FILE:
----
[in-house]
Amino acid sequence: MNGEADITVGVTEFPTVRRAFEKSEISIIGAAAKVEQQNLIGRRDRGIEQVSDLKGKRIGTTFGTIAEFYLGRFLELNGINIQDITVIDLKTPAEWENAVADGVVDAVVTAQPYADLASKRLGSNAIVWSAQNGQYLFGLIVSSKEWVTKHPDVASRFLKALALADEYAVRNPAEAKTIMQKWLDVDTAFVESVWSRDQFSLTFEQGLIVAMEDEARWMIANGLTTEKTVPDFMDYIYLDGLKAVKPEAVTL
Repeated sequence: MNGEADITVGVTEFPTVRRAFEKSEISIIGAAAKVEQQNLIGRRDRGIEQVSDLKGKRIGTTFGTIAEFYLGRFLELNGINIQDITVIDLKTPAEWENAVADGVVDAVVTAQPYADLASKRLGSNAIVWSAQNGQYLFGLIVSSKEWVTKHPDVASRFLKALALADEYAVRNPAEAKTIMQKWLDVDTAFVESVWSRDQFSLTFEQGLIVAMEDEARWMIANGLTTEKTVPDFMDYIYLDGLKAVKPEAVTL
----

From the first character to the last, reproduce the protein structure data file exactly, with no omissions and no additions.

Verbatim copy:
[in-house]
Amino acid sequence: MNGEADITVGVTEFPTVRRAFEKSEISIIGAAAKVEQQNLIGRRDRGIEQVSDLKGKRIGTTFGTIAEFYLGRFLELNGINIQDITVIDLKTPAEWENAVADGVVDAVVTAQPYADLASKRLGSNAIVWSAQNGQYLFGLIVSSKEWVTKHPDVASRFLKALALADEYAVRNPAEAKTIMQKWLDVDTAFVESVWSRDQFSLTFEQGLIVAMEDEARWMIANGLTTEKTVPDFMDYIYLDGLKAVKPEAVTL
Repeated sequence: MNGEADITVGVTEFPTVRRAFEKSEISIIGAAAKVEQQNLIGRRDRGIEQVSDLKGKRIGTTFGTIAEFYLGRFLELNGINIQDITVIDLKTPAEWENAVADGVVDAVVTAQPYADLASKRLGSNAIVWSAQNGQYLFGLIVSSKEWVTKHPDVASRFLKALALADEYAVRNPAEAKTIMQKWLDVDTAFVESVWSRDQFSLTFEQGLIVAMEDEARWMIANGLTTEKTVPDFMDYIYLDGLKAVKPEAVTL